SCARBOROUGH — Voters will decide in November whether to spend up to $39.1 million on a new Wentworth Intermediate School.
After months of planning, presentations, estimates and schematics, the Wentworth Building Committee got a resolution from the Town Council on Wednesday to send the decision to a Nov. 8 referendum.
The council vote was 5-0, with Councilors Jessica Holbrook and Ronald Ahlquist absent.
Now it’s up to supporters to convince voters to approve the plan – no small task, considering a similar, slightly more expensive, proposal was rejected by voters in 2006.
Language in the referendum would cap spending on the project at $37.7 million, with an option for a geothermal heating and cooling system priced at just under an additional $1.4 million. Though the committee has recommended combining the two items into one ballot question for a total cost of not more than $39.1 million, the final referendum wording is yet to be written.
Those numbers are down from an estimate of $41.3 million for the school and geothermal system just a week ago. Since then, the committee has removed from the plan a proposal for a large playing field, a shed, and a rear parking lot. Those cuts saved the project about $590,000.
The price of the geothermal system also dropped since the last meeting, after committee members adjusted for errors in earlier calculations.
Committee Chairman Paul Koziel said he expects the cost to keep going down, hence the language in the resolution for the total “not to exceed” the new figure.
“We wanted a financially responsible project that would serve the teachers, the students, and the community as a whole,” Koziel said. “I think that’s what we’ve brought before you tonight.”
About 775 third- through fifth-grade students attend Wentworth. Supporters say the school must be replaced because of asbestos, overcrowding, poor design and a lack of air conditioning in the warm months.
The new Wentworth would stand two stories and contain 40 classrooms. It would feature a large, internal courtyard to maximize natural light to classrooms, and a large gym.
The school would be home to operations larger than just Wentworth: The high school basketball and track teams would be expected to use the gym, the kitchen would provide food for all public schools, and space would be reserved for community services.
The building would total about 163,000 square feet, for a construction price of about $240 per square foot, if the plan includes the geothermal heating and cooling system.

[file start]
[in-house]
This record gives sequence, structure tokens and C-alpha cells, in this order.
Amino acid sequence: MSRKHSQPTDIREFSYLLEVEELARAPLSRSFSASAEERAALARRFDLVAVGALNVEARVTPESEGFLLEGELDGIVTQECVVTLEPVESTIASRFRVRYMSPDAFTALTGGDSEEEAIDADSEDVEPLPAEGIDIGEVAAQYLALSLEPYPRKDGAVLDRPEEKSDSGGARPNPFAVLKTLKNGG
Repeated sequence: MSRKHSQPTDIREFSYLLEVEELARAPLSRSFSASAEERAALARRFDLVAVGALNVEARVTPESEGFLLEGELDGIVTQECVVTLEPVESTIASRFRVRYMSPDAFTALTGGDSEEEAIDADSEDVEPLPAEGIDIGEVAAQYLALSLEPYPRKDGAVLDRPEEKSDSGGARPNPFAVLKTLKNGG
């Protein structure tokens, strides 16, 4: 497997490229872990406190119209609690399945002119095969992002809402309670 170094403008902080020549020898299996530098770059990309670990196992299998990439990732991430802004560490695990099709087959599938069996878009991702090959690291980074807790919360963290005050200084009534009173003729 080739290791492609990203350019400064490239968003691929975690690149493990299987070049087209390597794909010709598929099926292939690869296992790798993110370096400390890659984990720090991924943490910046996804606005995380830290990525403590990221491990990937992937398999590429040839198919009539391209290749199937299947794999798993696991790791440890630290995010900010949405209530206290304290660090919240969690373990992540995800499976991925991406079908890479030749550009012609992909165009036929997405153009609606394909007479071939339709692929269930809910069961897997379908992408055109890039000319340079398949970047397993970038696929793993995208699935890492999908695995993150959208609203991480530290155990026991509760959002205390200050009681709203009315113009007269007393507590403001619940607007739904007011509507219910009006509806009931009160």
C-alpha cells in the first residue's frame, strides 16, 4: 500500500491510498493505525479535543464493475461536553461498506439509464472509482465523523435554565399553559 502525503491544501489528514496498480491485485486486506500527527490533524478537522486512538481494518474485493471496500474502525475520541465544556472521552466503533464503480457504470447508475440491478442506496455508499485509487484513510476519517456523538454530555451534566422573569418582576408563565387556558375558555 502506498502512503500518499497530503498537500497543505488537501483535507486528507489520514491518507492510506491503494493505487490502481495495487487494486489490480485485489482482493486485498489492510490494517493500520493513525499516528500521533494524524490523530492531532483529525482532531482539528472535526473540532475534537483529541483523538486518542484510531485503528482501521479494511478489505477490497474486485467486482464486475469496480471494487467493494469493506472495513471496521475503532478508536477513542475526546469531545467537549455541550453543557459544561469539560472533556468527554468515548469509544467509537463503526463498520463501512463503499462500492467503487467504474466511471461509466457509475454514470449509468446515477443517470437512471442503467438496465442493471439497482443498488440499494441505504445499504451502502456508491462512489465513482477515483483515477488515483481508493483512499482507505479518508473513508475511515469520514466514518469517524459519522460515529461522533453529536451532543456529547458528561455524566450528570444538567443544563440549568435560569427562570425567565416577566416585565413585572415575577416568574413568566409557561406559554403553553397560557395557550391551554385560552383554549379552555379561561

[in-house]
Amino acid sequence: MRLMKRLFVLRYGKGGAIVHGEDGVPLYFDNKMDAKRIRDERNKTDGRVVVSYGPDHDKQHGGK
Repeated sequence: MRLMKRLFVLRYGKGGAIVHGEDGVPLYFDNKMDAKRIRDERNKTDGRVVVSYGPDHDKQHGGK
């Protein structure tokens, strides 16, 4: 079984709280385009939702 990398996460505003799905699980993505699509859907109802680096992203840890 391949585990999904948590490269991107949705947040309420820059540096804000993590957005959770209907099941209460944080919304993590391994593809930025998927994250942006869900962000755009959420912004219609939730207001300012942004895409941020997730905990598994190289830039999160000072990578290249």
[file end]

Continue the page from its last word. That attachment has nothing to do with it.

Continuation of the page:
The committee is recommending the council include the geothermal system, arguing that while it costs more initially, its lower operating costs will have it paying for itself within 20 years.
“A 50-year building with a less than 20-year payback for a geothermal system is worth it,” said Cliff Greim of Harriman Associates.
The council’s approval frees up supporters of the project to start pitching their concept to voters.
Kelly Murphy, chairwoman of the building committee’s Public Information Subcommittee, said she has a list of 400 residents willing to volunteer for the campaign.
The group already has a website and a Facebook page, and Murphy reiterated the group’s earlier offer to give guided tours of the existing intermediate school, explaining along the way why a new building is needed.
“We have a small crew working to get the wheels on an actual campaign now,” Murphy said. That includes organizing neighborhood leaders and spreading the word. Koziel said the group would officially kick off its education campaign at SummerFest on Aug. 19.
In other business Wednesday, councilors:
• Approved a change to the town’s zoning ordinance that increases the maximum allowable building coverage on any parcel of land in an industrial zone from 35 percent to 50 percent.
The move came after one of the town’s biotech companies reportedly told the Scarborough Economic Development Corp. that they wanted to expand, but couldn’t because of the zoning restriction.
“We don’t want companies leaving Scarborough because they can’t expand,” said Harvey Rosenfeld, SEDCO president.
Rosenfeld told councilors that the ordinance for regular commercial zones included the 50 percent coverage rule, and that industrial businesses typically present fewer parking and pedestrian safety issues than standard retail or commercial outlets.
“No one even knows why this was set at 35 percent to begin with,” Rosenfeld said.
• Approved “The Vision: An Economic Development Guide for Scarborough, Maine.”
The guide is the result of a three-year joint project undertaken by SEDCO, the local Community Chamber of Commerce, town staff and residents. It lays out plans for Scarborough to achieve 10 “visions” related to economic development.
Its goals include marketing Scarborough to potential businesses and residents, making the town a leader in green policies and practice, investing in education, keeping the cost of doing business in the town reasonable, and ensuring a fair, consistent and timely planning and development process.